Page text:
“navigates through her own time-memory universe with Debussy-like impressionistic daubs, but sublimely she draws the listener into a strangely familiar landscape where the past confronts the present.”
Zinovia, who composes post-classical and ambient electronic music, started taking piano lessons at the age of 8 and composed her first piece when she was 13. With her 2018 – third – personal album’s style considerably different from that of her first 2013 album’s, the unvariably present feeling of beautiful melancholy remains typical of the composer’s music.
Approachable Art prides itself in being able to unveil some of the aspects of creative life of the undoubtedly talented Zinovia, who kindly agreed to answer my questions in person while providing me with a most pleasing tea-drinking experience 🙂
Was the profession of a composer an obvious choice for you from the beginning?
My initial thought was to become a lawyer. Firstly, because my mother was a lawyer, and secondly, because at school I was a good student and I had a natural aptitude for Ancient Greek, Latin and philosophy.
Meanwhile I was growing up in an environment full of music because of my father who is a singer. I was learning piano from a very young age and I had a strong aptitude for music as well which seemed to develop faster over the course of time. I started writing my own music pieces when I was a teenager, and that was taken very seriously by my parents who decided to fully support me on what they considered as «natural talent». Eventually I dedicated my studies and my life to music.
What type of music do you compose? Why did you choose to work with that particular genre?
I cannot say that I compose a specific type of music because I feel it would narrow the spectrum of my inspiration. So far I have composed ambient-electronic, contemporary classical, orchestral themes with ethnic influences. All the music I make comes straight from the soul, and that’s the only thing I can say to describe it. It’s emotive, eclectic and diverse.
What’s your typical day like?
I wake up around 8 or 9 AM, eat breakfast, make coffee and sit at my computer to make music. When I am not working on a specific project I am more flexible with my daily schedule. I can take a break from my work’s routine to either read a book, listen to music, go out and meet with friends more often than when I have a deadline to meet.
What are your sources of inspiration?
My environment, passionate people, traveling, nature, my life’s experiences, movies, art, music, books and stories..I love to watch biopics or read biographies of great artists, I find it very inspiring.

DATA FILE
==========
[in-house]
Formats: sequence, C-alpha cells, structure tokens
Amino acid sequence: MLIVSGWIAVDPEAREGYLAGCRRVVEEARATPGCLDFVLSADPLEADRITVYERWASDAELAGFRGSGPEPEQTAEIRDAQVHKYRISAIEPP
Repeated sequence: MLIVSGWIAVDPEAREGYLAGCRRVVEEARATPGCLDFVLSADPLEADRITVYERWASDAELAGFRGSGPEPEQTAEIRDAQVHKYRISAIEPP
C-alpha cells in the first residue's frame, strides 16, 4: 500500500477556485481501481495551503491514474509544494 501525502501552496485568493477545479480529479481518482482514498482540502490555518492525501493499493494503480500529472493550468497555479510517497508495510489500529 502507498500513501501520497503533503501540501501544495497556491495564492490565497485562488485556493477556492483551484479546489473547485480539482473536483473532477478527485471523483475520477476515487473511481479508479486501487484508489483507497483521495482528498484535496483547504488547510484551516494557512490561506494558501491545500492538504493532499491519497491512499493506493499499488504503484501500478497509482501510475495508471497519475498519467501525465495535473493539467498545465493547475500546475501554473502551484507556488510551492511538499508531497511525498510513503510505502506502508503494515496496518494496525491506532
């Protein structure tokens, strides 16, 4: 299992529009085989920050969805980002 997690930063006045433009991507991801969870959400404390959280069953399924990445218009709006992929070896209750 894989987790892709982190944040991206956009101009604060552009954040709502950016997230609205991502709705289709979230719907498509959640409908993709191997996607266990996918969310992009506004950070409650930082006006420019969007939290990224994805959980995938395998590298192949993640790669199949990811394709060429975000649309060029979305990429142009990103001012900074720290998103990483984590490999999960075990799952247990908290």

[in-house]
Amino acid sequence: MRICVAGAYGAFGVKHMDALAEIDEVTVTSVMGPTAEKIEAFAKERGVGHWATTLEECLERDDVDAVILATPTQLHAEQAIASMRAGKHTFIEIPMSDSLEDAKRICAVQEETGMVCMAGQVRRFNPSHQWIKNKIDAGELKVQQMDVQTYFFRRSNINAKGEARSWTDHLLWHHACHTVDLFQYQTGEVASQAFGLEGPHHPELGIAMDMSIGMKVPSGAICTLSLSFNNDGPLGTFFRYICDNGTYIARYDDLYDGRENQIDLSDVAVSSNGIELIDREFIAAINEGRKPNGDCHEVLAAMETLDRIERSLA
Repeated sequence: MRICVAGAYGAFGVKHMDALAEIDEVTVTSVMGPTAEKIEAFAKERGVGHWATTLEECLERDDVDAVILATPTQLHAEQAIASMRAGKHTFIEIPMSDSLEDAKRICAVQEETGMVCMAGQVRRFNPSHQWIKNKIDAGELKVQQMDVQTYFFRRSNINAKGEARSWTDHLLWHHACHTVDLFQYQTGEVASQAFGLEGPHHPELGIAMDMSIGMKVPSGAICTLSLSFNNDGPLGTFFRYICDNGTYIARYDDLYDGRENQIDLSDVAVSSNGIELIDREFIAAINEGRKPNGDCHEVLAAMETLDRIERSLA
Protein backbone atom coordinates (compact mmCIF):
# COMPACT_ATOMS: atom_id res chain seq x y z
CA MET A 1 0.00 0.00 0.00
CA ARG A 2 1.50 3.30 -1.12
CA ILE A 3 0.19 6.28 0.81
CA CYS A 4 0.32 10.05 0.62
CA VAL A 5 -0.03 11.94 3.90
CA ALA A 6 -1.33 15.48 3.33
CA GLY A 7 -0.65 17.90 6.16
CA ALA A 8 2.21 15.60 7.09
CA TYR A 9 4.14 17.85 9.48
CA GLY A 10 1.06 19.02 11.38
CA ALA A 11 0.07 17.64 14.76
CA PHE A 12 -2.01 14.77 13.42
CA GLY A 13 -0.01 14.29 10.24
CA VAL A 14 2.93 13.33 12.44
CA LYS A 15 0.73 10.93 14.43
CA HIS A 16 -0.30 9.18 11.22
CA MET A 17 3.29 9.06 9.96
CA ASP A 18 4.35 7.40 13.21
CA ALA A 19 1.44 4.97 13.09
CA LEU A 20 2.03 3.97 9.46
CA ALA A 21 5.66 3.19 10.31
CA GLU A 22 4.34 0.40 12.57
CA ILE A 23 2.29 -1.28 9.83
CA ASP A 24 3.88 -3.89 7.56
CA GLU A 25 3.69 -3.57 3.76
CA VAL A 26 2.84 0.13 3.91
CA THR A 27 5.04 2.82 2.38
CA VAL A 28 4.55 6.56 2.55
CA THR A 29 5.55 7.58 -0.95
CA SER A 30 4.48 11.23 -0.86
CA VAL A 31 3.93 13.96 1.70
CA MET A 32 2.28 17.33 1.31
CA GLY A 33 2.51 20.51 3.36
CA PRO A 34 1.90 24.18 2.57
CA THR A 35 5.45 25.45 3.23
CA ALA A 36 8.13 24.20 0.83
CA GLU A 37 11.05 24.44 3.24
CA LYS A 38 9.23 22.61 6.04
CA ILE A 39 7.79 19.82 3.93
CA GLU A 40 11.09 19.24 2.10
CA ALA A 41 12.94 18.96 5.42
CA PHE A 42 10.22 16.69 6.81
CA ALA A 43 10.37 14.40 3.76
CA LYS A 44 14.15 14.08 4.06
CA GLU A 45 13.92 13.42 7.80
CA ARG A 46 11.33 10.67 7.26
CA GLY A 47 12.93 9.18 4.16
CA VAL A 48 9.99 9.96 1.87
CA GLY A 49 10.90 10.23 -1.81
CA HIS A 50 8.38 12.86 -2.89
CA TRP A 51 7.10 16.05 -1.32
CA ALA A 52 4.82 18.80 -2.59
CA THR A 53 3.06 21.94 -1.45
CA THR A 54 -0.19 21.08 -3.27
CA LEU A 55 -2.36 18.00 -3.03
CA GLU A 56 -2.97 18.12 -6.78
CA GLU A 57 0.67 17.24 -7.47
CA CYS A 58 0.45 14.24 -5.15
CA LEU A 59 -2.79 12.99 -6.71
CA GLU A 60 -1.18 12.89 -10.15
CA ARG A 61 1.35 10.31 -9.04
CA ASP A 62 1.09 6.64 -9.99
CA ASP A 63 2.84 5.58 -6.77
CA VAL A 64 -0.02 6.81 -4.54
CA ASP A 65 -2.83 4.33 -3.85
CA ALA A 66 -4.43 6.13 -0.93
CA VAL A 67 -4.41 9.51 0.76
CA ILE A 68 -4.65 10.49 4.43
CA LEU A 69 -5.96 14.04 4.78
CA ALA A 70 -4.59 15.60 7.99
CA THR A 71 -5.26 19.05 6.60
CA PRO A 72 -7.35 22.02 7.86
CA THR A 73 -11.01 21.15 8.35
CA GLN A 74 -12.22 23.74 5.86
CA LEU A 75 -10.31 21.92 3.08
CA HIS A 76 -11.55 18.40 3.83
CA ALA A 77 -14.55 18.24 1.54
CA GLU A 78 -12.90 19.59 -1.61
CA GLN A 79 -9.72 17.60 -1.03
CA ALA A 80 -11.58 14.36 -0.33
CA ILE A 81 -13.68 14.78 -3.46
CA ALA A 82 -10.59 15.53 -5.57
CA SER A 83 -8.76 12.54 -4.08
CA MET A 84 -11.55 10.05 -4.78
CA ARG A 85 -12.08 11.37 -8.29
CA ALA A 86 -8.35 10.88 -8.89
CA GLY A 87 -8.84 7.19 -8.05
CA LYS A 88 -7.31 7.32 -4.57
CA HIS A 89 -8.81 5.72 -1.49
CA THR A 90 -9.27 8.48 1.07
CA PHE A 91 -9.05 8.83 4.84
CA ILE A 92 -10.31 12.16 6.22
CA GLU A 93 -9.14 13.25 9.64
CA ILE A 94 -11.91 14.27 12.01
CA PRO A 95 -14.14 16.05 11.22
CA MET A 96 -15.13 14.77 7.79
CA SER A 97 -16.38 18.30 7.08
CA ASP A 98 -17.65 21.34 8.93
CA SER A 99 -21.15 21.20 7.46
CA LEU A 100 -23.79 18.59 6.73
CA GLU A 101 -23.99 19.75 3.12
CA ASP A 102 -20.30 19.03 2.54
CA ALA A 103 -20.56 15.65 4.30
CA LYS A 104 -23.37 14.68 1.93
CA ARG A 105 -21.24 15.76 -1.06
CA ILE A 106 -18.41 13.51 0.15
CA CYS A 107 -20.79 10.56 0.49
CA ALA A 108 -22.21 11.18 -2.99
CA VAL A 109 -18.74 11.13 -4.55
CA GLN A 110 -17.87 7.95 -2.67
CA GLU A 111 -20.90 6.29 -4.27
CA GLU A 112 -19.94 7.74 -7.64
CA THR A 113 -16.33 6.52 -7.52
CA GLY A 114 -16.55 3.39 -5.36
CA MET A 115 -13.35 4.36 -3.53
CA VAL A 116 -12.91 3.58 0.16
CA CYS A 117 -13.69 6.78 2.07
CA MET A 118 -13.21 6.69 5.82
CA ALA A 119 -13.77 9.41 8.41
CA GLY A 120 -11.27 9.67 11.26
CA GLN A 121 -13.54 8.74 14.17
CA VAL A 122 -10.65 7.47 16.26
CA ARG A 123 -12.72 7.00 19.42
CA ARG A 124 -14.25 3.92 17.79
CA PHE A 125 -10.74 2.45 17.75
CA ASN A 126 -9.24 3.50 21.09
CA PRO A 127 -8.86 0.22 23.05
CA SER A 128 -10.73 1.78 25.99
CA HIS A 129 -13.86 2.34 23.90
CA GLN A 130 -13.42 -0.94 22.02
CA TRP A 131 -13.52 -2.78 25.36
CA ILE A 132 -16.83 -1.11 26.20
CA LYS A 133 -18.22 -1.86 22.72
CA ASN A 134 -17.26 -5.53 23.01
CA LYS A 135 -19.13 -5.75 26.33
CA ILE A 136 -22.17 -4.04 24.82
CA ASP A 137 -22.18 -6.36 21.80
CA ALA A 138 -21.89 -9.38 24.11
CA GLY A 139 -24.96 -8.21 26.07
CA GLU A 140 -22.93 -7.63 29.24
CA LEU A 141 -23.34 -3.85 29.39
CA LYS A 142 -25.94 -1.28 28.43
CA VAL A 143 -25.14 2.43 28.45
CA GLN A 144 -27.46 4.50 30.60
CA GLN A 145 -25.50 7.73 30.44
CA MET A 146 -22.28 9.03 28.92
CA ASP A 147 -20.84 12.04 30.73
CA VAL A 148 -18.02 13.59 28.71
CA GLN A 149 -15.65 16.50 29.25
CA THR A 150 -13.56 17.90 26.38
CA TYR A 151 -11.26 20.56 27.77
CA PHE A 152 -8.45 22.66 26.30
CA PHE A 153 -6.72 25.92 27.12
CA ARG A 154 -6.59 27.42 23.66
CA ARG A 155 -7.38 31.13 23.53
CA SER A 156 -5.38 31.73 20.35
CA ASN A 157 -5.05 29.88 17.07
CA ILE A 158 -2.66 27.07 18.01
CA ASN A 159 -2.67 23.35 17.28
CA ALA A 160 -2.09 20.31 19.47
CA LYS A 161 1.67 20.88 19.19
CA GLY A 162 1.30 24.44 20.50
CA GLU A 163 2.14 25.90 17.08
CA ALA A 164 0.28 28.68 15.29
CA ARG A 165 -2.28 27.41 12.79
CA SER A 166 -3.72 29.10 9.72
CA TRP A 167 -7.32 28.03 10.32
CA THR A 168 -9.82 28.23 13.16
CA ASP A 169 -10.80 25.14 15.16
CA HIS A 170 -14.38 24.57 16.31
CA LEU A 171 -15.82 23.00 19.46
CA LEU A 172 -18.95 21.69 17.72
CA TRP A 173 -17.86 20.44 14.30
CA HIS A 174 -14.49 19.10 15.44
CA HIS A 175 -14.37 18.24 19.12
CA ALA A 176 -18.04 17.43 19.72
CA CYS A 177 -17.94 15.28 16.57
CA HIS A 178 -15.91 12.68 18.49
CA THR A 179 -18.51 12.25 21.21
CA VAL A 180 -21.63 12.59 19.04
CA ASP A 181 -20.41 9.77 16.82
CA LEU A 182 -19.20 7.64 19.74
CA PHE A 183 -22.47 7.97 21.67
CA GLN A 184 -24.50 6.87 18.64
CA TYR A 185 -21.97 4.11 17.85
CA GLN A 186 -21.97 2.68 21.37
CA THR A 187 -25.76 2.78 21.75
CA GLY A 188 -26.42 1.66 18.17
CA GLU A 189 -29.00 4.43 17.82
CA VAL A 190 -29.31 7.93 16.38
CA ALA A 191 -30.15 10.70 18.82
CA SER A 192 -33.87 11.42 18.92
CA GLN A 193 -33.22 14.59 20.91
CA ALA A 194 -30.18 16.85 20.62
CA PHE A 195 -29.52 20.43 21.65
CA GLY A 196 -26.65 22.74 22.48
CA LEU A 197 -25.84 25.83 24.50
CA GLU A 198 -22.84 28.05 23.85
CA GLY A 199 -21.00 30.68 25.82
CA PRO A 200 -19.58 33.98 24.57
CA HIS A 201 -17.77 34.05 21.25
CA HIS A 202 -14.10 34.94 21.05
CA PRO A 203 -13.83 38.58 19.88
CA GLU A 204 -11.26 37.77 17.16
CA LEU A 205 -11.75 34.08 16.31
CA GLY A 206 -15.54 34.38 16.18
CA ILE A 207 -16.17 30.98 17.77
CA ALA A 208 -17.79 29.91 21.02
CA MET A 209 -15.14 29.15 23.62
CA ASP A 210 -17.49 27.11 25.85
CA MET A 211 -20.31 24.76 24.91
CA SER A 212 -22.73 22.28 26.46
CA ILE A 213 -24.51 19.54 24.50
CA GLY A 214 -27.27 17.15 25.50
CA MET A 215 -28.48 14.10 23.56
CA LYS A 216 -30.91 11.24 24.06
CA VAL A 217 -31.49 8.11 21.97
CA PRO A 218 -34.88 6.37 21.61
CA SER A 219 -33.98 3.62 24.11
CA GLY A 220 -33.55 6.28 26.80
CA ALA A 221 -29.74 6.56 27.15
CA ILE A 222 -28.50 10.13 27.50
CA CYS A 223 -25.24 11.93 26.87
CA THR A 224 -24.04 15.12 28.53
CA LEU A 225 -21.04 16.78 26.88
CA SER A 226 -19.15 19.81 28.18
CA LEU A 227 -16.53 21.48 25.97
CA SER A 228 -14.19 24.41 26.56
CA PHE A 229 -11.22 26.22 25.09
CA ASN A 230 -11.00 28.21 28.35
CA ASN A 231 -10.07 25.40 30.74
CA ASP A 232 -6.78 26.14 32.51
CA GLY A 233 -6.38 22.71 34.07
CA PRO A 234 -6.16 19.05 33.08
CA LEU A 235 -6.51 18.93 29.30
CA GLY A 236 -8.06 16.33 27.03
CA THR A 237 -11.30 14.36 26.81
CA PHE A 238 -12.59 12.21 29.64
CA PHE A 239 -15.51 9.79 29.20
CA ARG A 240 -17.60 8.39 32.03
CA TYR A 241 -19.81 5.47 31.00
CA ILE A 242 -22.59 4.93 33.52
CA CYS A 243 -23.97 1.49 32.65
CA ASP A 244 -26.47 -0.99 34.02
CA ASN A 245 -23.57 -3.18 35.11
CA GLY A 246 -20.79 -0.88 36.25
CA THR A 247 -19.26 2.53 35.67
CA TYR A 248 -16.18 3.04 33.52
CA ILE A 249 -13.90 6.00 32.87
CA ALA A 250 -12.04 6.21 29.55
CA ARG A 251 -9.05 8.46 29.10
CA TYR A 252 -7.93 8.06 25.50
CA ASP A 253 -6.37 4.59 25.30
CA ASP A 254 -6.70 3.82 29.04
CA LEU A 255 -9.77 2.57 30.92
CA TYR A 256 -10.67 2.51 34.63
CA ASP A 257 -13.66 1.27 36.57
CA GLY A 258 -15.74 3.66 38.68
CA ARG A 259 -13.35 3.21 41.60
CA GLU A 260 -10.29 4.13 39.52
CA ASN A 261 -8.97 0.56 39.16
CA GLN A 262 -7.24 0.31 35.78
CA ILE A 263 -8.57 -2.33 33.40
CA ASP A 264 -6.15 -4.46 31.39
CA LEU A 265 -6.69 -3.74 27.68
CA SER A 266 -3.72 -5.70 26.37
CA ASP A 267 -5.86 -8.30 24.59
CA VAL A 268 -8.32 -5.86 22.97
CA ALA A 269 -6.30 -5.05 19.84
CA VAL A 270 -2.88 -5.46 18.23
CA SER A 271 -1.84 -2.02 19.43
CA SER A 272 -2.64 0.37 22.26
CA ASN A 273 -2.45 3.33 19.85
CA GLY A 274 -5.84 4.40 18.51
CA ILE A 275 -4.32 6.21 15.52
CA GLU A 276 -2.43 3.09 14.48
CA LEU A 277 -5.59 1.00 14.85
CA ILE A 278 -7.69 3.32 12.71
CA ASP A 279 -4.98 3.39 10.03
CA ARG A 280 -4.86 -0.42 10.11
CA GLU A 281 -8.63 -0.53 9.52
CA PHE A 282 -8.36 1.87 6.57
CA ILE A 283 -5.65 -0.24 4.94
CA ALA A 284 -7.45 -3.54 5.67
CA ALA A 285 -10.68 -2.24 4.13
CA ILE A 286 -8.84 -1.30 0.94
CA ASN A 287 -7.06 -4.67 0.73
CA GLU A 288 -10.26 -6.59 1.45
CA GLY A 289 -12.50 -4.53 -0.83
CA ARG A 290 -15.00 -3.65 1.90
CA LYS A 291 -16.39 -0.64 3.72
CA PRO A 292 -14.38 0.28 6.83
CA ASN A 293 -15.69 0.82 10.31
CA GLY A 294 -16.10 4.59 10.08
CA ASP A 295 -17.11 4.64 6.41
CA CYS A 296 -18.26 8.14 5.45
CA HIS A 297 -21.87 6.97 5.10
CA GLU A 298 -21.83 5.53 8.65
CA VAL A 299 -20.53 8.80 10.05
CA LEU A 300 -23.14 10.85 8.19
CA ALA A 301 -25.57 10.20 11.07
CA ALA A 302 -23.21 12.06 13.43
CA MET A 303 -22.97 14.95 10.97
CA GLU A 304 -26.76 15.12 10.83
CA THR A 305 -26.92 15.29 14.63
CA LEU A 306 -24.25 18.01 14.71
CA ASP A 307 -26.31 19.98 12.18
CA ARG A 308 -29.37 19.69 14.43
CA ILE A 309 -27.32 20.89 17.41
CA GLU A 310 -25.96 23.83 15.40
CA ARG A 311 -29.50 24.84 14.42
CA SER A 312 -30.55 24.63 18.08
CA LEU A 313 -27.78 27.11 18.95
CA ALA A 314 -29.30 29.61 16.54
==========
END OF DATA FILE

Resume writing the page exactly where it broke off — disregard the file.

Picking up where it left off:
How do you compose music from scratch? What’s the creative process like for you?
When there is a project with a specific theme, a storyline, I begin with trying to feel the emotions I have to highlight. I am always aiming to understand first what the story is about and where it’s going before I start writing.
Once I get the picture, some melodies are starting to form in my head randomly until I sit at the piano and my computer and slowly put the pieces of the puzzle together. Sometimes it’s an instant inspiration that manifests through my fingers and sometimes it’s a trial and error thing. I write down ideas just to delete them and re-start again until I have something I truly like. It’s more or less the same when I write for an album of my own with the difference that I have more freedom of choosing my own stories to tell.
Who plays the music that you composed and that is about to be recorded?
I am the kind of composer who writes music on a computer and therefore I do all the production which includes playing all the instruments. When I have the need for real instruments, I, of course, hire musicians who play the parts I want to record.
How can people listening to your music understand what it’s about?
They just have to listen with their heart. I can’t and I don’t want to explain my music because there wouldn’t be any point doing so. Since my music doesn’t have lyrics it’s more open to different interpretations and I like that. I like the mystery and, sometimes, the ambiguity of the titles I choose for each track.
Is being a composer more about an inborn talent or hard work?
It’s definitely both. You have to be born with a natural talent to perceive, perform and/or write music. After that it’s all about practice and hard work to improve your skills and to enrich that talent with as much knowledge as possible.
Are modern-day artists technically capable of composing music similar to that of grand composers like Mozart, Bach, Tchaikovsky, etc?
Yes, modern-day artists, whether they are classically trained or self-taught, can technically imitate the classical composers. It’s only a matter of talent and skill.
When I was studying at the music conservatory it was part of our exercises to write like Bach, Mozart etc. so that we understand the «rules» of music through their way of composing. Of course, once we’d learned how to apply the rules into our creations, we had to learn how to break them.
The point, though, is not to imitate but to incorporate all the knowledge and the influences we have from these magnificent composers into something new and unique.
Interested in learning more about the artist or getting in touch with her? Here is where you can find Zinovia Arvanitidi and her works: